Archbishop Martin, Of Dublin, has called for a properly constituted commission to examine issues raised by the discovery of a mass babies’ grave in Tuam, Co Galway

The Catholic archbishop of Dublin Diarmuid Martin has called for a properly constituted commission to examine issues raised by the discovery of a mass babies’ grave in Tuam, Co Galway – including the allegation that medical trials were carried out on children.

Archbishop Martin also said the commission should investigate whether similar burials took place at other mother and baby homes throughout the State.

He suggested the commission be independent of the Catholic Church and State agencies with a chairman possibly taken from the judicial profession. He suggested membership should include people such as Ian Elliott former chief executive officer of the National Board for Safeguarding Children in the Catholic Church in Ireland.

FULL STATEMENT

Archbishop Martin urges full co-operation on Mother and Baby Homes

The Archbishop of Dublin, Diarmuid Martin has urged those responsible for running any of the Mother and Baby homes in Ireland, or any other person having information about mass graves, to give that information to the authorities.

Archbishop Martin said, “The Gospel message is that authentic faith is measured by how we treat children who represent Jesus Christ.”   He said the details emerging from Tuam, and perhaps elsewhere, were sickening.

Several months ago, Archbishop Martin asked the Dublin Diocesan Archivist to compile information in the archive concerning Mother and Baby homes in Dublin.  Hundreds of documents have already been collated.  The Archbishop has said he will share this information with any inquiry the government will establish.  He expressed the hope that a full bodied inquiry will be set up, examining all aspects of life in the homes and crucially how adoptions were organised.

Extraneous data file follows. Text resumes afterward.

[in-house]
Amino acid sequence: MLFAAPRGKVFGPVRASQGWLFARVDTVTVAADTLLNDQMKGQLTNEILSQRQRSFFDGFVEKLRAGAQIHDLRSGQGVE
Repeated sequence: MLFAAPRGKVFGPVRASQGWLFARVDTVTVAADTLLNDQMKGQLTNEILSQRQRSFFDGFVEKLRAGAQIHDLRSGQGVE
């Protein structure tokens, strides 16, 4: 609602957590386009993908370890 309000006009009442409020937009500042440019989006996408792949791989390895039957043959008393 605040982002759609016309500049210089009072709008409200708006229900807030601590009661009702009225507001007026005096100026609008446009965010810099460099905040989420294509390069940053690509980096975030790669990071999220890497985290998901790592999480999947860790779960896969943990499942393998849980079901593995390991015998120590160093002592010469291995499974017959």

Over the past number of years Archbishop Martin has met with representative groups and some people who were born in Mother and Baby homes. He said the story of the homes was not simply one from another time or era, but the personal story of hundreds of men and women alive today, living here and abroad.  He said every effort should be made, by all parties who were involved in setting up, running and overseeing these homes to ensure the mothers and children who were sent there, have an accurate account as possible of their own life stories.

He urged the relevant Religious Orders and Government bodies to urgently consider a similar collation of documentation which could serve to quickly hasten the process of establishing and bringing into public light the whole truth of the Mother and Baby homes.

To date, no information concerning mass graves has emerged from the Dublin Diocesan archive. Archbishop Martin supports the setting up of monuments at any unmarked grave sites with, where possible, the names of those who died.

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